More Artwork by Dada Khanysia
Dada Khanyisa is a Joburg raised and Cape Town based artist who has recently graduated fromUCT’s Michaelis School.
“My visual interests are invested in texture and multiple dimensions; as a result I create sculptural paintings and relatable objects. The visuals I create are centered on people and the activities and habits they adopt to keep themselves busy, fed, warm and happy. My focus on the human condition stems from the various spaces I have called home; the different spaces create a multi-faceted diagram of my reality. With my roots in Rural KZN, stem in Johustleburg and branches in Cape Town, I am informed of the various life forms and ways of life. I understand that I have to greet strangers in rural KZN, keep my phone guarded while in central Jozi and ask a white mate to call the agent if I am looking for accommodation in Cape Town. Most of the work I produce is about the black experience, the weight of the content is based on the currency of memories. I enjoy focusing on what people neglect or take for granted- their daily tasks and what was part of their growing experience. The work acts as a social mirror with some distortions which are fueled by the imagination and a particular agenda. The aim is to educate black people on how to appreciate art, the way that they feel they should and not as dictated by a text book.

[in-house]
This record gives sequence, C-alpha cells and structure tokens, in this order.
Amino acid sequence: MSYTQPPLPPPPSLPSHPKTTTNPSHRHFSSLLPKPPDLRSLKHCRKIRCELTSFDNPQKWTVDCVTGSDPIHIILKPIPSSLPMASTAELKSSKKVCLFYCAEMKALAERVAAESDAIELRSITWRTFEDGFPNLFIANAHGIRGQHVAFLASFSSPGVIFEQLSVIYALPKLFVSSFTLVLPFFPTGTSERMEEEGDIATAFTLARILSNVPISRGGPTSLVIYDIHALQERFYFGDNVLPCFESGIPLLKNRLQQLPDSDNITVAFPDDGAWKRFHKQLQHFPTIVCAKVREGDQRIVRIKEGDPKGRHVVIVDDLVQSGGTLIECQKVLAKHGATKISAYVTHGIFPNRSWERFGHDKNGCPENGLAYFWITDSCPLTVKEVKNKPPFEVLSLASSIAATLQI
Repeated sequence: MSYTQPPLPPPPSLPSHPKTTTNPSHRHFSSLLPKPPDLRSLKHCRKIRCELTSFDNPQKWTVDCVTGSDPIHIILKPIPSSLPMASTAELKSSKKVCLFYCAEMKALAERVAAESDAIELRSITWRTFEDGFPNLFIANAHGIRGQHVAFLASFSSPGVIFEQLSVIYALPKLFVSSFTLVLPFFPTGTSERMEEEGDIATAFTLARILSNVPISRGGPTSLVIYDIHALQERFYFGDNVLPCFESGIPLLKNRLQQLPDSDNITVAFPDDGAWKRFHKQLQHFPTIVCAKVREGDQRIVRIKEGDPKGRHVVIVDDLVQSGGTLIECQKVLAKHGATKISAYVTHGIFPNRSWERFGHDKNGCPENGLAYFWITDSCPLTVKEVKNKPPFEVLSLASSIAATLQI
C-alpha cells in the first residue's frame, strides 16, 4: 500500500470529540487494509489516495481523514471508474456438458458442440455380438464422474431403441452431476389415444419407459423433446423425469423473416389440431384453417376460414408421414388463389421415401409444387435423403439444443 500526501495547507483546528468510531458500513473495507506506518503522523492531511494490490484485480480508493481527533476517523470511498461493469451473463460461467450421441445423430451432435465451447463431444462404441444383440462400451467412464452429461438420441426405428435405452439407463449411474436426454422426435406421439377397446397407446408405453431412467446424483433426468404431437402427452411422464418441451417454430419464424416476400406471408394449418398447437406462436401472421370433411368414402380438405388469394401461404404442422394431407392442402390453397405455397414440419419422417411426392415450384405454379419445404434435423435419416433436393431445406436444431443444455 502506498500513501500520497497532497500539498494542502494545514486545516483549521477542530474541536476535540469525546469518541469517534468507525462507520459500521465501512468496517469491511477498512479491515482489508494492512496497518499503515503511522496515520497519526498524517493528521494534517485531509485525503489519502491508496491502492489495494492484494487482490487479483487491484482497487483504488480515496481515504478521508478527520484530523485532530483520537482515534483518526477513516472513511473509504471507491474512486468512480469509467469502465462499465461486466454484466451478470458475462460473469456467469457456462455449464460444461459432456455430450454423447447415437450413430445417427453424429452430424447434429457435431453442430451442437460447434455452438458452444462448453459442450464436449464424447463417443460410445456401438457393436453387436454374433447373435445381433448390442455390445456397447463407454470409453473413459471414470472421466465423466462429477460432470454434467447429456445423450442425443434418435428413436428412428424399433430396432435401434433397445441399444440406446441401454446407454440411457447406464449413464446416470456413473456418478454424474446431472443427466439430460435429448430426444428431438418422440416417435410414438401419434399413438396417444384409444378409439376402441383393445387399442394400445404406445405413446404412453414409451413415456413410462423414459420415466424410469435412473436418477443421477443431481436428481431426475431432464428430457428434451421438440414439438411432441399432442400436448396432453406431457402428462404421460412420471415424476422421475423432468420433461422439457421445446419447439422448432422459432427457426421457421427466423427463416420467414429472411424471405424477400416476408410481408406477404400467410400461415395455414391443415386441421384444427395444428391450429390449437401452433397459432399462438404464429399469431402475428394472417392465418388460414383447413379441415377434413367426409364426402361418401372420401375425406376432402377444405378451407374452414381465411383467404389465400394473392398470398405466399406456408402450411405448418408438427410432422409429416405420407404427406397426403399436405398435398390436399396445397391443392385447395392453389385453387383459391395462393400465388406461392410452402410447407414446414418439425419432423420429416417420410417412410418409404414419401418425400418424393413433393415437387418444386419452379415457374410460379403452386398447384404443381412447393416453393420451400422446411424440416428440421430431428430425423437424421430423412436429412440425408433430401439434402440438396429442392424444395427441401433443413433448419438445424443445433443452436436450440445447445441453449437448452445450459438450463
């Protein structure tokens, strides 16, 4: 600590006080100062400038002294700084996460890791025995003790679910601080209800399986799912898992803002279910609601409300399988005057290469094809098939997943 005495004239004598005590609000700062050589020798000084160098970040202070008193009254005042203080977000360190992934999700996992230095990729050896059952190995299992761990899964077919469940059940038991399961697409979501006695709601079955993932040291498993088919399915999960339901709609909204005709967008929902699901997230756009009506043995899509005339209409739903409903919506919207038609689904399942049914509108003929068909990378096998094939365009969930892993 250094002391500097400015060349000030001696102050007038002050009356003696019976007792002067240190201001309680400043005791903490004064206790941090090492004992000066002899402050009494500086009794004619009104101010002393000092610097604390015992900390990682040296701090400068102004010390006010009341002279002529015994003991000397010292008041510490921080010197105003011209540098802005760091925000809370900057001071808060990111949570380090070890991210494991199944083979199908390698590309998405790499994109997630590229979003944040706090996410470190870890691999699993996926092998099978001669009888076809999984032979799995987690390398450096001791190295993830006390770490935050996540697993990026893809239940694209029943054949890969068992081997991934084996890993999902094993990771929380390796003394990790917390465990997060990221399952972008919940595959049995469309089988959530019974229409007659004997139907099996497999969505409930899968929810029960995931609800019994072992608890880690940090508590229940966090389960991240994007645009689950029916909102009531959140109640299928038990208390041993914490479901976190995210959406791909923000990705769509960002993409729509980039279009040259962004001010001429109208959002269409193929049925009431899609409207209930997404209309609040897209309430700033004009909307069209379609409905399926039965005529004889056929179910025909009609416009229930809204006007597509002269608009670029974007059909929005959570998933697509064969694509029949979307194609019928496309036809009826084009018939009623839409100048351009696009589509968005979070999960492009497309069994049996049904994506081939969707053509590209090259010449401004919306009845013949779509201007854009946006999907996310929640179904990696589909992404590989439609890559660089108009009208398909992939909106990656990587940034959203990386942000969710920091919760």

Understanding that life comes in various forms has taught me to manipulate, juxtapose and play with different materials. I paint as much as I sculpt and draw twice as much as I illustrate digitally. My extensive portfolio has creative items ranging from miniature footwear models, reconstructed custom sneakers, porcelain ﬁgurines and even a bicycle made from ice cream sticks. The sneaker side of my trade pays homage to subcultures that keep me on my feet and my money out of the savings account. Through the mini shoes and customizing, I have maintained a fruitful relationship with the people at Nike South Africa, occasionally working on their campaigns.” – Dada Khanyisa, 2016